11 January 2011

Tea — one of the great joys of life


I'm slowly learning about good tea, a process I expect will never end. Late last year this book arrived in the mail: a completely unexpected and highly thoughtful gift from Jo at Ya-Ya's House of Excellent Teas in Christchurch (the source not only of my excellent teas, but excellent advice on brewing them). The book will soon continue its travels, and although I'll miss it, I'll enjoy the knowledge someone else will get to appreciate it — and maybe appreciate tea a little (or a lot) more.  

I've noticed something curious about my tea-drinking, though. While I love good tea, brewed carefully and enjoyed with proper attention, I still enjoy a mug of gumboot tea — a strong brew of supermarket stuff with a drop of milk. I never drink it alone, but with friends (probably the essential factor) I enjoy it: I don't drink it out of politeness. A good tea bag will even suffice*, although I've maintained for years now that tea bags are inventions of the devil, along with cellphones and other abominations.

Maybe that says something about tea — that it can transcend its own adversity and even when abused can still offer something to the drinker?


*Budget bags dropped into milk and soaked briefly in tepid water are an entirely different matter — and I don't exaggerate: this kind of evil can still be encountered here, often from cafés that pride themselves on the quality of their coffee.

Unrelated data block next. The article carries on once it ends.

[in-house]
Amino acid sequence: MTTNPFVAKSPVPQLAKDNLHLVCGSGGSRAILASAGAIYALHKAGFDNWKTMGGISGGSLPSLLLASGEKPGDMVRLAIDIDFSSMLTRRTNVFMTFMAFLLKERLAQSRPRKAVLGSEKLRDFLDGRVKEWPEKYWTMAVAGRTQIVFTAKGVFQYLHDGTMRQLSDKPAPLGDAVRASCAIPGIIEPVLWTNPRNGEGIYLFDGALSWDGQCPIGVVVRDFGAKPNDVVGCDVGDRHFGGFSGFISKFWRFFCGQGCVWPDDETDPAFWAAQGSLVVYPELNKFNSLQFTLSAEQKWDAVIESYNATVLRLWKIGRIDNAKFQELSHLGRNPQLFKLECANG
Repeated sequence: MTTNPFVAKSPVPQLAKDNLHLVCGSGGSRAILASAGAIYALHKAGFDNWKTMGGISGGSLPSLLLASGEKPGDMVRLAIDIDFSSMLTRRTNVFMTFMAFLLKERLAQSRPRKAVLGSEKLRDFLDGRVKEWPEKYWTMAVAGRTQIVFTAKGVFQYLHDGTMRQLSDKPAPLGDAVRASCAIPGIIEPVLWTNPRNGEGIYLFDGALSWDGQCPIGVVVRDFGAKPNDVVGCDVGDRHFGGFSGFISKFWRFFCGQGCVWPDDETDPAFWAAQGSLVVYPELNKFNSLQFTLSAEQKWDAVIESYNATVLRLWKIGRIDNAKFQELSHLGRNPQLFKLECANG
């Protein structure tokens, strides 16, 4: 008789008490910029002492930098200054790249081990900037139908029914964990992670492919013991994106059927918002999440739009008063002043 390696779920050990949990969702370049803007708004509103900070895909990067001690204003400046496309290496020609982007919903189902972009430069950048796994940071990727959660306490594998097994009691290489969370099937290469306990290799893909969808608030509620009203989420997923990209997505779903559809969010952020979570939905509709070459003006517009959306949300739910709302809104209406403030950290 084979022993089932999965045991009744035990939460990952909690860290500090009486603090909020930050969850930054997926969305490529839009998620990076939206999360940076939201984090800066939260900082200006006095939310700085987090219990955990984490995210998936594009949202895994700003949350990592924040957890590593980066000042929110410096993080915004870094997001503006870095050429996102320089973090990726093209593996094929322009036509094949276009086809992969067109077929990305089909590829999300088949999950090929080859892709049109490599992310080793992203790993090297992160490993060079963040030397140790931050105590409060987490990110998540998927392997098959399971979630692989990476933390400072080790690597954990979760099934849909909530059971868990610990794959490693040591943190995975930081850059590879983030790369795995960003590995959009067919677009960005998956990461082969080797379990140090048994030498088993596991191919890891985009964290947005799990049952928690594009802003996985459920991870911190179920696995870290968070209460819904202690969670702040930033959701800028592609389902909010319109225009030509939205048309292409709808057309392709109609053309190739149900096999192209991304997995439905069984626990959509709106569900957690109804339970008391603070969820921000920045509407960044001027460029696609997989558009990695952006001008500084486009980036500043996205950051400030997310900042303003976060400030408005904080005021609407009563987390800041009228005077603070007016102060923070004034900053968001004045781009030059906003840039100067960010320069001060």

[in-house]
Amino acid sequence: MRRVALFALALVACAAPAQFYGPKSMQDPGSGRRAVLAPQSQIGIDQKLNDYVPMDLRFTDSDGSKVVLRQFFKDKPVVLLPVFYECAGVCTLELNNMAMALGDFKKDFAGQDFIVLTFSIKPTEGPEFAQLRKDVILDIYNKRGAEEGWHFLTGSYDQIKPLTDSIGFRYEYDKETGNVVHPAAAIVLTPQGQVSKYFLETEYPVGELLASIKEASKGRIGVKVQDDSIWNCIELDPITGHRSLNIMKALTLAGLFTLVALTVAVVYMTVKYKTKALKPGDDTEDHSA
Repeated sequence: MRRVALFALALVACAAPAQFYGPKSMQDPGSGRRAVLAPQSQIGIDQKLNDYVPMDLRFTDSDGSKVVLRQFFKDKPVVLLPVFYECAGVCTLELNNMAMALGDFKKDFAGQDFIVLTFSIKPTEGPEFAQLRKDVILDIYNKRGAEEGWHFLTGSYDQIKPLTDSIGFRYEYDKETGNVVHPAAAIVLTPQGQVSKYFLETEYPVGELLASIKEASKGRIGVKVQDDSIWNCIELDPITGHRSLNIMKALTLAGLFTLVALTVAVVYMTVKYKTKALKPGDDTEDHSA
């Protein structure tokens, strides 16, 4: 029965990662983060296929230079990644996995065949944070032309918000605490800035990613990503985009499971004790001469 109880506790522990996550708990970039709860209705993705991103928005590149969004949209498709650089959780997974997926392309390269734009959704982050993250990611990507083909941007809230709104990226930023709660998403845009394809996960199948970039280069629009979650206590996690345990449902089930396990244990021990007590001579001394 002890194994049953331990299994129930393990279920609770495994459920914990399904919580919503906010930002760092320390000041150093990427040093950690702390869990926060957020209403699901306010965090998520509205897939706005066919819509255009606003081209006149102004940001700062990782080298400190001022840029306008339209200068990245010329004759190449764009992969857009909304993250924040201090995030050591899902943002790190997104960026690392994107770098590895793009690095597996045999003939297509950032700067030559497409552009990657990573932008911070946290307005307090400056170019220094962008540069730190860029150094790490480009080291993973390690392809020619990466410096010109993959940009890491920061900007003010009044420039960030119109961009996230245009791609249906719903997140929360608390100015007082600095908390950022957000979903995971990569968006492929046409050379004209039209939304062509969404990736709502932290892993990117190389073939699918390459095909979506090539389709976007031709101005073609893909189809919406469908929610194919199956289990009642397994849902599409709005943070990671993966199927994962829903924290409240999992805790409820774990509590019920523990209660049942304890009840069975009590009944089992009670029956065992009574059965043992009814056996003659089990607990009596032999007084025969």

[Update, 14 January 2011: Thanks to AJB for alerting me to Christopher Hitchens' highly entertaining, delightfully crotchety and often wrong essay on How To Make a Decent Cup of Tea. He speaks, of course, about the particular style of tea known here in Aotearoa as "gumboot" and elsewhere by other names including "sergeant major's tea" (thanks, Avus).]


[11 January 2011, Canon 20D, 24–105 mm f4 L at 82 mm , ISO 400, 1/13s at f11]

All content © 2010 Pete McGregor

10 comments:

robin andrea said...

I had to google gumboot tea to get an idea of what you sometimes drink with a drop of milk! What kind of tea do you prefer? We brew a pot of tea every morning. I suspect it must be a non-descript gumboot tea. It's an English Breakfast tea from Assam that we have shipped from the San Francisco Herb Co. Did you read recently that tea growers in India are experiencing some of the effects of global climate change? That's a scary prospect: a world without tea.

pohanginapete said...

Robin, "gumboot" might be a peculiarly New Zealand term when applied to tea. They're all blended rather than single estate, they're usually from Ceylon/Sri Lanka (I think) and the quality varies hugely, from appalling to not bad ;^)

I'm still at an early stage of exploring different teas. I do like some of the Darjeeling first flush teas, which to me taste "fresher" than the second flush teas (which are apparently preferred by many experienced tea drinkers), and right now I'm particularly enjoying a traditional non-smoked Lapsang Souchong, which has distinct, delicious flavours — almost fruit-like. Some of the Oolong teas are excellent, too. Eventually I suppose I'll start trying Puerh tea, too.

I don't want to imagine a world without tea, or where it's unaffordable. Good tea's already expensive, although not as crippling as the prices suggest — a little goes a long way (e.g. I usually get 3 infusions from one brew).